I played this game on my R9 280X card paired with an i5-4670K on low to medium settings and the classic “it works for me” argument is out the air lock as, looking at the Steam reviews for one example, you can see that it runs poorly everywhere and on every system. When even the top of the line PCs can’t run a game, we have absolutely no faith for this title in its current state.
Past those two most glaring points Space Hulk: Deathwing’s combat model is a bit of a mess. Certain weapons such as the assault cannon – a forearm-mounted galling gun – are endlessly satisfying to use.
On the other hand, every single melee weapon in the game feels imprecise and lacklustre. It’s very close to Skyrim’s model, with attacks that convey no weight.
As you play through the nine chapters of the campaign you’re liberally given new weapons to test out. Sorting the fun weapons from the duds becomes its own side mission.
Using these weapons on the hordes is both satisfying and frustrating. One minute you’re having the time of your life slaying the aliens, and the next you’re shouting at your PC because of wonky hit detection and a damage system that never really informs you of low health before you land on a loading screen.
Space Hulk: Deathwing review – playing with others
Jumping online presents a new set of frustrations. You probably won’t be able to find any games in South Africa, and you’ll have to mess around in Steam to get into a lobby. This is the same problem we had with DOOM’s multiplayer, and it’s still the massive irritant it was then.
Once in a game you’ll find the constant progression and huge arsenal of the singeplayer cut into chunks for each of the up to four players to use. Your psychic powers, like shooting lighting or summoning a twister made of fire, are now locked to one class, while the nifty assault cannon is locked to another.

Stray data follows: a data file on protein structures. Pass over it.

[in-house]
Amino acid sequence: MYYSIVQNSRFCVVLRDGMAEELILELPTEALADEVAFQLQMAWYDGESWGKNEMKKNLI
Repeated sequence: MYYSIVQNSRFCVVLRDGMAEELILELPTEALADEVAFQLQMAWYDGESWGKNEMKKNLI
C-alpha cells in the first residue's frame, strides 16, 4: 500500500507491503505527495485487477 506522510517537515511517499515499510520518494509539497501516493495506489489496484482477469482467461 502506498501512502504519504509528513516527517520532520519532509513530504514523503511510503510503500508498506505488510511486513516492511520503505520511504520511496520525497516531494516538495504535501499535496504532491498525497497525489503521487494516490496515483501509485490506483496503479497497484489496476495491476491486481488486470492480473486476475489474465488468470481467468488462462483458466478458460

If you were interested in this game for multiplayer alone, and don’t have one to three friends to shell out for it too, we can’t recommend buying it. The solo queuing is abysmal, searching for maps is arduous, and changing your Steam download server every time you want to go online is a pain.
On top of all this, loading times take ages, players can easily be disconnected, and there are common bugs that cause players to become trapped.
If you have a full set of buddies who enjoy Warhammer 40K, we can see it being tolerable.
Space Hulk: Deathwing review: Verdict
The saddest part of Space Hulk: Deathwing isn’t that it’s currently a bad game; we 40K fans can deal with that. The real sad part is that it’s easy to see the potential hidden behind the grime.
In it’s current state it’s broken mess that requires patience and tolerance to play. But, in the future, it may not be.
We truly believe that patches from the developers could save this game. Optimisation could improve the game tremendously, some fixes for sound design, weapon balancing and more could make the world of difference.
In a few months, or years, Space Hulk: Deathwing could be the best Warhammer 40K game ever made. But in the grim dark present it’s just another disappointing title bearing the 40K name.
- Space Hulk: Deathwing was reviewed on a PC. Review code was supplied by the publisher.